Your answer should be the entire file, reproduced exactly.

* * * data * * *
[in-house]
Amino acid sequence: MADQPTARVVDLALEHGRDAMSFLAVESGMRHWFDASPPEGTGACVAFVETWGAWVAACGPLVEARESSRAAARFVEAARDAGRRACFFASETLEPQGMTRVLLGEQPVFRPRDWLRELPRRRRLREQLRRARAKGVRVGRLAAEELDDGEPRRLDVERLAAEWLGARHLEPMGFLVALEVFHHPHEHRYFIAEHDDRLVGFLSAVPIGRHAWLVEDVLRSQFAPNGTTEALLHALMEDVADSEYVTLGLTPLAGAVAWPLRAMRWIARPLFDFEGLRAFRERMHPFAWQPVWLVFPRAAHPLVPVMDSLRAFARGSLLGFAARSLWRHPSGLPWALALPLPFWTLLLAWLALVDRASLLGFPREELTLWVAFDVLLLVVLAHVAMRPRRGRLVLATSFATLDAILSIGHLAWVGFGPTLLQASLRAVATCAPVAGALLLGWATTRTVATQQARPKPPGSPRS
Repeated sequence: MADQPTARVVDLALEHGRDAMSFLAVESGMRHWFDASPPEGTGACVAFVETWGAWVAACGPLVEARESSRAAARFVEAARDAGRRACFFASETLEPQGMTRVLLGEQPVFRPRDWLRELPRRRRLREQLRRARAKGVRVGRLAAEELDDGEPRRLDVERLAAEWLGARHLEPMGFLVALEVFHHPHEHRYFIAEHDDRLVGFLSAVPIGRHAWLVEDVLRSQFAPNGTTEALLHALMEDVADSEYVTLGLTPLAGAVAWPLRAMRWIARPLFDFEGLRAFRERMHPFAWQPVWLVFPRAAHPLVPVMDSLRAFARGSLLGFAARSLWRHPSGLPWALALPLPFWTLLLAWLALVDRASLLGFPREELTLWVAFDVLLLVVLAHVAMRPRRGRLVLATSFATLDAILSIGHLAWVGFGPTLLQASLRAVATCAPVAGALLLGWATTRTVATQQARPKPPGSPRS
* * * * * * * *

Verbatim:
[in-house]
Amino acid sequence: MADQPTARVVDLALEHGRDAMSFLAVESGMRHWFDASPPEGTGACVAFVETWGAWVAACGPLVEARESSRAAARFVEAARDAGRRACFFASETLEPQGMTRVLLGEQPVFRPRDWLRELPRRRRLREQLRRARAKGVRVGRLAAEELDDGEPRRLDVERLAAEWLGARHLEPMGFLVALEVFHHPHEHRYFIAEHDDRLVGFLSAVPIGRHAWLVEDVLRSQFAPNGTTEALLHALMEDVADSEYVTLGLTPLAGAVAWPLRAMRWIARPLFDFEGLRAFRERMHPFAWQPVWLVFPRAAHPLVPVMDSLRAFARGSLLGFAARSLWRHPSGLPWALALPLPFWTLLLAWLALVDRASLLGFPREELTLWVAFDVLLLVVLAHVAMRPRRGRLVLATSFATLDAILSIGHLAWVGFGPTLLQASLRAVATCAPVAGALLLGWATTRTVATQQARPKPPGSPRS
Repeated sequence: MADQPTARVVDLALEHGRDAMSFLAVESGMRHWFDASPPEGTGACVAFVETWGAWVAACGPLVEARESSRAAARFVEAARDAGRRACFFASETLEPQGMTRVLLGEQPVFRPRDWLRELPRRRRLREQLRRARAKGVRVGRLAAEELDDGEPRRLDVERLAAEWLGARHLEPMGFLVALEVFHHPHEHRYFIAEHDDRLVGFLSAVPIGRHAWLVEDVLRSQFAPNGTTEALLHALMEDVADSEYVTLGLTPLAGAVAWPLRAMRWIARPLFDFEGLRAFRERMHPFAWQPVWLVFPRAAHPLVPVMDSLRAFARGSLLGFAARSLWRHPSGLPWALALPLPFWTLLLAWLALVDRASLLGFPREELTLWVAFDVLLLVVLAHVAMRPRRGRLVLATSFATLDAILSIGHLAWVGFGPTLLQASLRAVATCAPVAGALLLGWATTRTVATQQARPKPPGSPRS